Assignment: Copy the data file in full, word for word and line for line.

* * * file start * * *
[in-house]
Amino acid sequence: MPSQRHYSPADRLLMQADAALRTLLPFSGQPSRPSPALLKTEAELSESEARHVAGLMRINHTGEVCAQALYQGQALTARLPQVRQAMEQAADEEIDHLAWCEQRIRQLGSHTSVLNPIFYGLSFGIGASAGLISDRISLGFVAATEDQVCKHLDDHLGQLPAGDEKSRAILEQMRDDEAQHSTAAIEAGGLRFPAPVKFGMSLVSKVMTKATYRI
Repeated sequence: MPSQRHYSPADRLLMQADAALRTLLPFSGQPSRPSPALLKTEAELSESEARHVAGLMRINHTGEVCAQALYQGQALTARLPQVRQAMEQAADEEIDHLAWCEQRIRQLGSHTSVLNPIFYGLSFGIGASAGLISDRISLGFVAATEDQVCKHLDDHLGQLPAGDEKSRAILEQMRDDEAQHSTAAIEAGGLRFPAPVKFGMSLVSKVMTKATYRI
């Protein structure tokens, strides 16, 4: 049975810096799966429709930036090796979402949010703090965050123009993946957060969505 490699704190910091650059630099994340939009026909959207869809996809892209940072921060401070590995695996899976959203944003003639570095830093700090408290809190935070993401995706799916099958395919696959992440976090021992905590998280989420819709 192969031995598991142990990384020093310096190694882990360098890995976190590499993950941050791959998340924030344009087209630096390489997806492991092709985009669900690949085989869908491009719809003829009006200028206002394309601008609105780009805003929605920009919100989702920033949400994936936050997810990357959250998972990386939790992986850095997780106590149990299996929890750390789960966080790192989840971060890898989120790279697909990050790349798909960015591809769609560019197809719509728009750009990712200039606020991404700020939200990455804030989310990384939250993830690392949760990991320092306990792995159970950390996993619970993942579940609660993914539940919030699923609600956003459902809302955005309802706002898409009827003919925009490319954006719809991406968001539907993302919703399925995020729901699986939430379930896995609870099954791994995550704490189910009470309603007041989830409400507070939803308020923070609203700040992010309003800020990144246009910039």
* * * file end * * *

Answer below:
[in-house]
Amino acid sequence: MPSQRHYSPADRLLMQADAALRTLLPFSGQPSRPSPALLKTEAELSESEARHVAGLMRINHTGEVCAQALYQGQALTARLPQVRQAMEQAADEEIDHLAWCEQRIRQLGSHTSVLNPIFYGLSFGIGASAGLISDRISLGFVAATEDQVCKHLDDHLGQLPAGDEKSRAILEQMRDDEAQHSTAAIEAGGLRFPAPVKFGMSLVSKVMTKATYRI
Repeated sequence: MPSQRHYSPADRLLMQADAALRTLLPFSGQPSRPSPALLKTEAELSESEARHVAGLMRINHTGEVCAQALYQGQALTARLPQVRQAMEQAADEEIDHLAWCEQRIRQLGSHTSVLNPIFYGLSFGIGASAGLISDRISLGFVAATEDQVCKHLDDHLGQLPAGDEKSRAILEQMRDDEAQHSTAAIEAGGLRFPAPVKFGMSLVSKVMTKATYRI
């Protein structure tokens, strides 16, 4: 049975810096799966429709930036090796979402949010703090965050123009993946957060969505 490699704190910091650059630099994340939009026909959207869809996809892209940072921060401070590995695996899976959203944003003639570095830093700090408290809190935070993401995706799916099958395919696959992440976090021992905590998280989420819709 192969031995598991142990990384020093310096190694882990360098890995976190590499993950941050791959998340924030344009087209630096390489997806492991092709985009669900690949085989869908491009719809003829009006200028206002394309601008609105780009805003929605920009919100989702920033949400994936936050997810990357959250998972990386939790992986850095997780106590149990299996929890750390789960966080790192989840971060890898989120790279697909990050790349798909960015591809769609560019197809719509728009750009990712200039606020991404700020939200990455804030989310990384939250993830690392949760990991320092306990792995159970950390996993619970993942579940609660993914539940919030699923609600956003459902809302955005309802706002898409009827003919925009490319954006719809991406968001539907993302919703399925995020729901699986939430379930896995609870099954791994995550704490189910009470309603007041989830409400507070939803308020923070609203700040992010309003800020990144246009910039």